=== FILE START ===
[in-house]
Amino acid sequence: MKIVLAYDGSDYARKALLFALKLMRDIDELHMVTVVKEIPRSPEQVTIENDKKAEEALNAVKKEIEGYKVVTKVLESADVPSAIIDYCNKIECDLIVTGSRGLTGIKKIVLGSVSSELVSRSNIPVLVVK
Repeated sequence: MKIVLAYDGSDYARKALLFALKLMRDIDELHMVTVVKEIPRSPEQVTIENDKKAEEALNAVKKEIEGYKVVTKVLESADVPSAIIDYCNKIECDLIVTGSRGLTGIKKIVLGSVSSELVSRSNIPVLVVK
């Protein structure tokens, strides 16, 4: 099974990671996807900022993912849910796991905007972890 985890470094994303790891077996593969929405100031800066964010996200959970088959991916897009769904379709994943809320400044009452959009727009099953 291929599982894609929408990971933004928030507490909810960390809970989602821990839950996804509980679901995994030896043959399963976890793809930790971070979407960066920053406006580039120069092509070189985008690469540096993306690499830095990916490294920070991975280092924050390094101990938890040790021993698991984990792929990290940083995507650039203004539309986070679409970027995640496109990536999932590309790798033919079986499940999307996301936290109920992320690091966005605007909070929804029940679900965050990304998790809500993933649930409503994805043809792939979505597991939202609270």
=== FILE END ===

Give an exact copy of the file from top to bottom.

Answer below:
[in-house]
Amino acid sequence: MKIVLAYDGSDYARKALLFALKLMRDIDELHMVTVVKEIPRSPEQVTIENDKKAEEALNAVKKEIEGYKVVTKVLESADVPSAIIDYCNKIECDLIVTGSRGLTGIKKIVLGSVSSELVSRSNIPVLVVK
Repeated sequence: MKIVLAYDGSDYARKALLFALKLMRDIDELHMVTVVKEIPRSPEQVTIENDKKAEEALNAVKKEIEGYKVVTKVLESADVPSAIIDYCNKIECDLIVTGSRGLTGIKKIVLGSVSSELVSRSNIPVLVVK
């Protein structure tokens, strides 16, 4: 099974990671996807900022993912849910796991905007972890 985890470094994303790891077996593969929405100031800066964010996200959970088959991916897009769904379709994943809320400044009452959009727009099953 291929599982894609929408990971933004928030507490909810960390809970989602821990839950996804509980679901995994030896043959399963976890793809930790971070979407960066920053406006580039120069092509070189985008690469540096993306690499830095990916490294920070991975280092924050390094101990938890040790021993698991984990792929990290940083995507650039203004539309986070679409970027995640496109990536999932590309790798033919079986499940999307996301936290109920992320690091966005605007909070929804029940679900965050990304998790809500993933649930409503994805043809792939979505597991939202609270």